I’d have to put myself firmly in the pantser club. However, I do have key events in mind as I write and know where I want to end up. I don’t write them down, though. That would feel too constricting. lol

 Do you work on more than one manuscript at a time?

No, not so far. I am tempted, though, with the two story lines I have in my head. I worry that one will disappear if I don’t write it, that I will lose the thread or the inspiration. Dreams tend to fade over time.

When you're not writing, what’s your favorite activity?

That’s easy. For the last six months it has been to spend time with my new grandson. When we can’t actually visit in person as they live a 2 ½ hour drive away, we visit on Skype. He’s the joy of my life.

Oh, and I love to sing, so I am a member of the Stratford Concert Choir. We sing some really challenging things and put on four or five concerts every year. December is always Handel’s Messiah month. I’m a high soprano.

Otherwise I love to garden when the weather allows. I also love to read but am a slow reader and have so little time for it. I like to cook for company and have friends over, two at a time. As an introvert, larger groups take the stuffing out of me.

In my next life, I’m choosing musical parents who will encourage that part of my education, including voice. I love to sing but do not have a good voice, so that will have to wait until my next trip around.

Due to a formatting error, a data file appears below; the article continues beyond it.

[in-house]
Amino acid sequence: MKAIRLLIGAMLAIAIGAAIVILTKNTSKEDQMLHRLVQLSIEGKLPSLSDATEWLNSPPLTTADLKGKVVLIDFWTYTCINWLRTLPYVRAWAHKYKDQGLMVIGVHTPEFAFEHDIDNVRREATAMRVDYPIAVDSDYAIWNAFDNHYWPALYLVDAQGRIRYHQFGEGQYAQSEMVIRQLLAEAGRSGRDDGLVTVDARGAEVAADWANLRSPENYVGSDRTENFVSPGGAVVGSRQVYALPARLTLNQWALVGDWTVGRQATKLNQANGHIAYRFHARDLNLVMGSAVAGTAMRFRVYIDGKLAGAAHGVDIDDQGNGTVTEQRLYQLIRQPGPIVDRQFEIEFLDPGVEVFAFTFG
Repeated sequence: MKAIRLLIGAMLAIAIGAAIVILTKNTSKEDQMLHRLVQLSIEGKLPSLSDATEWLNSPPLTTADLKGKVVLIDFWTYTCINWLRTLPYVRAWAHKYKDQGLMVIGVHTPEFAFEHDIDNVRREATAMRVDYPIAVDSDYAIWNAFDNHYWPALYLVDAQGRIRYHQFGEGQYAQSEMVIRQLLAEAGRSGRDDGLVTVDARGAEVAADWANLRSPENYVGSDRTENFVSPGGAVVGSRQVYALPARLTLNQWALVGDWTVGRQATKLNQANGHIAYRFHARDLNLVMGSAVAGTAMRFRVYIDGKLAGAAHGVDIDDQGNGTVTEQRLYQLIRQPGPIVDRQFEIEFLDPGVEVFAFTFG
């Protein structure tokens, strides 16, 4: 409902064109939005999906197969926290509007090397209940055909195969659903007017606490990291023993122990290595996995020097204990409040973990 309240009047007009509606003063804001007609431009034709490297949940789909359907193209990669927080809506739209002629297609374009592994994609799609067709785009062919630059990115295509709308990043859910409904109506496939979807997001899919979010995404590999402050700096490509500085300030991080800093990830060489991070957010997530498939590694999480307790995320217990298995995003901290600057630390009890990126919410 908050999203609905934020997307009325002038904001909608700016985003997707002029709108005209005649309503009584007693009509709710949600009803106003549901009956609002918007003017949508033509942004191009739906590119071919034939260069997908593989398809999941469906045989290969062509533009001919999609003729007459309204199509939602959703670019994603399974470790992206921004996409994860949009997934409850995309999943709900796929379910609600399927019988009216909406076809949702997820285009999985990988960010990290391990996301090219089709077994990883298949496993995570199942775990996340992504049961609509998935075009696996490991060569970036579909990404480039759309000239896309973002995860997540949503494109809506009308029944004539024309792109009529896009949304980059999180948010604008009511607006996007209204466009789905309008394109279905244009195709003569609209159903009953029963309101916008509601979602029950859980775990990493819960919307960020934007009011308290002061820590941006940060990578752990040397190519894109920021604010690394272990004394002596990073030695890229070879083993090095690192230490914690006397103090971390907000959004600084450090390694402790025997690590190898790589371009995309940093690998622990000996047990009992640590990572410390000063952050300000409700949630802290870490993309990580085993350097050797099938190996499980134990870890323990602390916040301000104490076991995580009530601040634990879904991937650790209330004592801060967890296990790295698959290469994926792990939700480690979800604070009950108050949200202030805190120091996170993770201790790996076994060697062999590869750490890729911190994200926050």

What’s the best part about being an indie writer?

I suppose you could call me a bit of a control freak. I love that no one can tell me what my title will be, what my cover will look like and what I need to remove or include in my manuscript. I love being part of the indie writing community and have more friends there, real friends though I have not met most of them. I love the give and take there, the generosity between Indie writers on Facebook groups and especially Indies Unlimited. Writing is a solitary activity and the connections I have as an Indie have kept me from feeling isolated.

I wholeheartedly agree. We’ve got some fabulous indie groups online, and they understand us like no one else.

If I were offered a contract by a publisher tomorrow it would have to be extremely good to give up being an Indie. (Hey, I’m broke – like most Indies. I did say ‘extremely good’.)